Because of the cold we decided to sleep inside.We headed through a beautiful green canyon called Hat Creek Canyon, opening and closing gates as we went and eventually hit pavement at highway 6 and headed in to Ely for the night.

Day 3 – Ely to Great Basin National Park

We stopped a few miles south of Ely at Ward Charcoal Ovens State Historical Park. The rock work in these charcoal ovens is beautiful. They were built in the late 1800's to make charcoal and are 35 feet tall.

060 

062

In Great Basin National Park we did a hike in the snow up Timber Creek from the Baker Creek Trail head. I lost my GPS last winter after the last snow shoe hike of the year. Very upsetting! When I went to put on my winter boots for our hike guess what I found in my boot? Yep, my GPS! All I could do was laugh.

073

After our hike we headed to the Hidden Canyon Guest Ranch where we had reservations. It backs up to the park and it turned out to be one my top 5 best bed and breakfasts I have every stayed at. The canyon in which it sits is an oasis of green that you drop down into after you leave the highway and head off across the desert. The lodge and rooms are beautiful and the owners were very welcoming and friendly. They served a great dinner and breakfast. There is a long staircase up to the rim of the canyon behind the lodge. We climbed to the top and savored the view.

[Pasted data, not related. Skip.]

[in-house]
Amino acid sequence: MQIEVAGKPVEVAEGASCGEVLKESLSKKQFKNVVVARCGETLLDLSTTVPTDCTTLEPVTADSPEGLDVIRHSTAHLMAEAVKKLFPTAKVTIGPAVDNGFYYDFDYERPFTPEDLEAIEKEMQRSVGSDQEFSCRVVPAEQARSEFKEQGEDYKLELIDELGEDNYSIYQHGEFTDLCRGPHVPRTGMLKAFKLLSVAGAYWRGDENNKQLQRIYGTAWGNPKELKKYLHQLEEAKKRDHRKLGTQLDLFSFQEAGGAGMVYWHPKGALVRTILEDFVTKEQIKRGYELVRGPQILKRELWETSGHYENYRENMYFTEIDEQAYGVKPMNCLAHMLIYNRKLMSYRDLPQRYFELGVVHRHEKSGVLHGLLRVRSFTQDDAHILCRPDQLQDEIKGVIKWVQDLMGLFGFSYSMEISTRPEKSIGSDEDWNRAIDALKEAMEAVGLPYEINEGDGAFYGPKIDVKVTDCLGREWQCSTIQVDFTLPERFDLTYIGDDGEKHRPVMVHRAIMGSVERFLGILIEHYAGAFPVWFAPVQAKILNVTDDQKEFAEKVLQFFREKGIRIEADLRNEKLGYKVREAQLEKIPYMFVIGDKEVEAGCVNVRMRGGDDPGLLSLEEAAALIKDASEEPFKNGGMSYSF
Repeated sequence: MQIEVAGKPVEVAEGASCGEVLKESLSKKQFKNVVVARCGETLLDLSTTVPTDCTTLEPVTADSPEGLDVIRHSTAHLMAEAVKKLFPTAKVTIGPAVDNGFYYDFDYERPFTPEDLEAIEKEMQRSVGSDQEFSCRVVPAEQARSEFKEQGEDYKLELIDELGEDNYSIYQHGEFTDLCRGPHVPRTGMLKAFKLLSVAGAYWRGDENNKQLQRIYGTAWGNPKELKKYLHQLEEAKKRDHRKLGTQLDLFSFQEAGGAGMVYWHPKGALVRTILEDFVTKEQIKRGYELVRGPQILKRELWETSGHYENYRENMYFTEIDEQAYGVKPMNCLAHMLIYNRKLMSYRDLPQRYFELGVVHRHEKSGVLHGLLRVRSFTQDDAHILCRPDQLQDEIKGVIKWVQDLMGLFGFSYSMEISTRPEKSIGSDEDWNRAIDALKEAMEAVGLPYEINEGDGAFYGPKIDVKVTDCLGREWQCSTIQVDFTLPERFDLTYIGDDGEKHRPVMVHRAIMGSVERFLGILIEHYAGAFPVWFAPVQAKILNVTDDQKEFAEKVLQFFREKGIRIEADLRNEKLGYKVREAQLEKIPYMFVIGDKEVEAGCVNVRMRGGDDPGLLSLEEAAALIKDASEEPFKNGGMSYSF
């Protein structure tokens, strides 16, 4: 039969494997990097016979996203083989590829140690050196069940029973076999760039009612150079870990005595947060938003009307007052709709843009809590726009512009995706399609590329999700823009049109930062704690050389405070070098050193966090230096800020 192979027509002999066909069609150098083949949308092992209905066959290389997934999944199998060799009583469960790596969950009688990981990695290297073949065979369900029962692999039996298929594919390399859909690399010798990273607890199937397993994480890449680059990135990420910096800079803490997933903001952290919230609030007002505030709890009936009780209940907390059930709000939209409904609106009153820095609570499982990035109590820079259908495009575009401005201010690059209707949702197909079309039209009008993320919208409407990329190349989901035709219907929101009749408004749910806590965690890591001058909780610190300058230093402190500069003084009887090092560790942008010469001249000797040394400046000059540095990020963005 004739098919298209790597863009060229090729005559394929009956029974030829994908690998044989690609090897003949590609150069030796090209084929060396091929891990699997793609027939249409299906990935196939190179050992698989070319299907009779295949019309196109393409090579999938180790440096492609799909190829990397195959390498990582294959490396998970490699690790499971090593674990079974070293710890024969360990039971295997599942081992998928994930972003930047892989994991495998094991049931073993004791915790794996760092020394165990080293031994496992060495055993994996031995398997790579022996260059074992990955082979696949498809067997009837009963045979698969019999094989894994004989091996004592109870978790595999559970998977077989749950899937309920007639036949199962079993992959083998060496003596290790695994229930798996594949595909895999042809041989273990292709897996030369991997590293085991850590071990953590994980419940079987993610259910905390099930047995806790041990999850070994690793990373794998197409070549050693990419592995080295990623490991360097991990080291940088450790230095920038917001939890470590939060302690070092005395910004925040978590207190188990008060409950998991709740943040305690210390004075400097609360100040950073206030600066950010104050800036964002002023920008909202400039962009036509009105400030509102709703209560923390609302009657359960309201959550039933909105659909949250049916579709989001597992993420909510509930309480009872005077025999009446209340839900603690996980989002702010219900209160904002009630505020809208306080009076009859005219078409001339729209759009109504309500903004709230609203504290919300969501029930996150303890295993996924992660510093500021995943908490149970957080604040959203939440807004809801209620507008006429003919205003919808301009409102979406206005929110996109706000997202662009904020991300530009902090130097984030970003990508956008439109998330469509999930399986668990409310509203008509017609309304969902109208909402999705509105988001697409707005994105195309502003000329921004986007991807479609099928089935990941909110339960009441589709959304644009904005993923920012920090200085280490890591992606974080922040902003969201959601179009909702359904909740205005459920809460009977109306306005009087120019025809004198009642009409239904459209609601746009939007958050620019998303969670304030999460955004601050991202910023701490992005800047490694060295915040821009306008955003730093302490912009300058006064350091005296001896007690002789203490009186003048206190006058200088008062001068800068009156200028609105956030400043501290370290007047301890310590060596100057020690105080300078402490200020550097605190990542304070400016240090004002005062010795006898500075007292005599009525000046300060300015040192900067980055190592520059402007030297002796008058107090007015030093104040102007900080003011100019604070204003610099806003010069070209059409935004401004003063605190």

075
078

 Day 4 Great Basin National Park

On Tuesday we spent the day at Great Basin. A lot of  the snow had melted but the road up Wheeler peak to the 10,000 foot level was closed. We drove into the south end of the park and hiked to Lexington Arch. It was a beautiful day, the views were fantastic and we had the trail to ourselves.

003
007 

012

Tuesday night we camped in the Baker Creek Camp ground. It was still cold and we had the campground pretty much to ourselves but the wind was much lower than the first night we camped and our fire was wonderful.

Day 5 Great Basin National Park to Ely, Nevada